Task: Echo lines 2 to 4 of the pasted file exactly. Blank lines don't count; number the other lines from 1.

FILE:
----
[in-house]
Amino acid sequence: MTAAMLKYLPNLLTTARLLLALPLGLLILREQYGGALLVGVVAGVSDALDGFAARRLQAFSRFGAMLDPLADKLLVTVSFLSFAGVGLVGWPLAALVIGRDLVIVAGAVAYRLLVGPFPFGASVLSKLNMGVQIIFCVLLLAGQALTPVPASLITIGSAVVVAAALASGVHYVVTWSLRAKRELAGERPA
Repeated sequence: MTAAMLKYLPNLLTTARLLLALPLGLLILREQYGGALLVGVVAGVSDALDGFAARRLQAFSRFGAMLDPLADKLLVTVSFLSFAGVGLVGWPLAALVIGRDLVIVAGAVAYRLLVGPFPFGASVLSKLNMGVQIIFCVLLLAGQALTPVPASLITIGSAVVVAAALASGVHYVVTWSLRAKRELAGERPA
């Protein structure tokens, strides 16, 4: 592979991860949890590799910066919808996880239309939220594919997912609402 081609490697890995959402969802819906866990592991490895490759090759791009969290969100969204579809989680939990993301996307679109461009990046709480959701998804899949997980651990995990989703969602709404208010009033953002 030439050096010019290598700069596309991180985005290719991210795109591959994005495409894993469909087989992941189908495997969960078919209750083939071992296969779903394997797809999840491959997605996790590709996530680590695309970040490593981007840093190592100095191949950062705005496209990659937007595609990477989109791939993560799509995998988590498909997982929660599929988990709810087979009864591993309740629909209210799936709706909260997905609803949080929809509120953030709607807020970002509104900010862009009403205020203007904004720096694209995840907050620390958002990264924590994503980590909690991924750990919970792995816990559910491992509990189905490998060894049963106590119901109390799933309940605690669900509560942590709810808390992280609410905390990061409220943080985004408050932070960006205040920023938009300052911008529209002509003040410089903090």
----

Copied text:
Amino acid sequence: MTAAMLKYLPNLLTTARLLLALPLGLLILREQYGGALLVGVVAGVSDALDGFAARRLQAFSRFGAMLDPLADKLLVTVSFLSFAGVGLVGWPLAALVIGRDLVIVAGAVAYRLLVGPFPFGASVLSKLNMGVQIIFCVLLLAGQALTPVPASLITIGSAVVVAAALASGVHYVVTWSLRAKRELAGERPA
Repeated sequence: MTAAMLKYLPNLLTTARLLLALPLGLLILREQYGGALLVGVVAGVSDALDGFAARRLQAFSRFGAMLDPLADKLLVTVSFLSFAGVGLVGWPLAALVIGRDLVIVAGAVAYRLLVGPFPFGASVLSKLNMGVQIIFCVLLLAGQALTPVPASLITIGSAVVVAAALASGVHYVVTWSLRAKRELAGERPA
């Protein structure tokens, strides 16, 4: 592979991860949890590799910066919808996880239309939220594919997912609402 081609490697890995959402969802819906866990592991490895490759090759791009969290969100969204579809989680939990993301996307679109461009990046709480959701998804899949997980651990995990989703969602709404208010009033953002 030439050096010019290598700069596309991180985005290719991210795109591959994005495409894993469909087989992941189908495997969960078919209750083939071992296969779903394997797809999840491959997605996790590709996530680590695309970040490593981007840093190592100095191949950062705005496209990659937007595609990477989109791939993560799509995998988590498909997982929660599929988990709810087979009864591993309740629909209210799936709706909260997905609803949080929809509120953030709607807020970002509104900010862009009403205020203007904004720096694209995840907050620390958002990264924590994503980590909690991924750990919970792995816990559910491992509990189905490998060894049963106590119901109390799933309940605690669900509560942590709810808390992280609410905390990061409220943080985004408050932070960006205040920023938009300052911008529209002509003040410089903090």